Domino's operates in the "Quick Service Restaurant" (QSR) industry. Many people call this industry, unkindly, the "Fast Food" business. The firm competes not only with other Pizza restaurants, but also with restaurants with different menus such as Subway, McDonald's, and Chick-Fil-A. This segment of the Restaurant industry defines itself not by menus, but instead by the words "Fast" and "Quick." Understandably, therefore, Domino's started with a strategy based on "Quick Service Delivery." The firm excels in fast delivery, a point that separates Domino's from its competitors. Nevertheless, in 2009, the strategy seemed to be failing.
In late 2009, therefore, the firm's new CEO chose to "re-center" strategy on pizza quality. Market research showed that customers rated Domino's pizza taste as very poor ("like cardboard"). As a result, by the end of 2009, the firm had substantially improved the pizza recipe and launched a marketing program to bring this news to the market. The question on January 1, 2010, was: Will the new strategy work?
The Results Are "In." Strategy Change Succedes.
Anxious for an answer, the firm began in Q4 2009 detailed tracking of the growth, competitive, and financial metrics that appear in the next section. By the end of Q1 2010, the first results were "in." The measures in all three categories showed remarkable improvement. Domino's took this as confirmation the new strategy was succeeding.
Now in 2018, the firm continues to research and improve the pizza recipe, while adjusting its marketing strategy at the same time. For this, the firm relies on its 8-year tracking history with these metrics.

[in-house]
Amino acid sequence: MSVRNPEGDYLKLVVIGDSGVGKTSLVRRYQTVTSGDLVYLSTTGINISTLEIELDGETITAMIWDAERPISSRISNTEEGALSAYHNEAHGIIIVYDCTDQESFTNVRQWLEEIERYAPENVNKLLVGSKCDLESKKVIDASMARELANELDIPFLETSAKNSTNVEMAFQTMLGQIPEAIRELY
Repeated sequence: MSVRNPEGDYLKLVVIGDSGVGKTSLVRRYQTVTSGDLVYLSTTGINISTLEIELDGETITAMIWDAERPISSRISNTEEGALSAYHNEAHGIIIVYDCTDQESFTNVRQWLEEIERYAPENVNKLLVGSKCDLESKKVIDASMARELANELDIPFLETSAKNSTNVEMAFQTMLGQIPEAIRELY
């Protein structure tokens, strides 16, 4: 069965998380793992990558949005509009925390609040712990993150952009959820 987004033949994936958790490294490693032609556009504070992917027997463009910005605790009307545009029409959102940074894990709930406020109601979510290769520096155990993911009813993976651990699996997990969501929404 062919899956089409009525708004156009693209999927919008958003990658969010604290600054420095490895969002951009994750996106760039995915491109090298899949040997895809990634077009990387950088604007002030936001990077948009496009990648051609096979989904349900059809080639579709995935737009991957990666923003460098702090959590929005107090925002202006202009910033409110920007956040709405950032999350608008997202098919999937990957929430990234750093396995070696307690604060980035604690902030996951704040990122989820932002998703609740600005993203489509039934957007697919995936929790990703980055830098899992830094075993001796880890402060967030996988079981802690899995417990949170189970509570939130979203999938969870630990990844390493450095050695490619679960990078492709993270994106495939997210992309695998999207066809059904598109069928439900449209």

Measuring Success With Strategies
A new strategy or a strategic change is successful when the strategic plan itself is undoubtedly responsible for one or more of the following measurable, tangible results:
Firstly, Business Growth. Growth Means Increasing:
Secondly, Strong Competitive Position, Which Means Increasing:
Thirdly, Strong Financial Performance, Which Means Increasing:
Measure Strategic Impact Precisely
Notice that analysts measure the impact on financial performance with metrics that focus on the firm's core line of business.
Domino's, for instance, prefers to measure strategic impact with EBITDA—Earnings before interest, taxes, depreciation, and amortization. Domino's tracks EBITDA because EBITDA and other selective income metrics measure strategic effects more precisely than overall Net Income After Taxes.
The firm's strategy drives performance in the core line of business, after all, and that is what strategic planners need to measure. "Bottom line" Net income, however, also reflects factors other than core strategy: (1) revenues and expenses from outside the core business, (2) accounting conventions such as depreciation, and (3) taxes. These factors tend to "muddy the waters" when the analyst tries to use Net Income to measure the impact of strategy changes.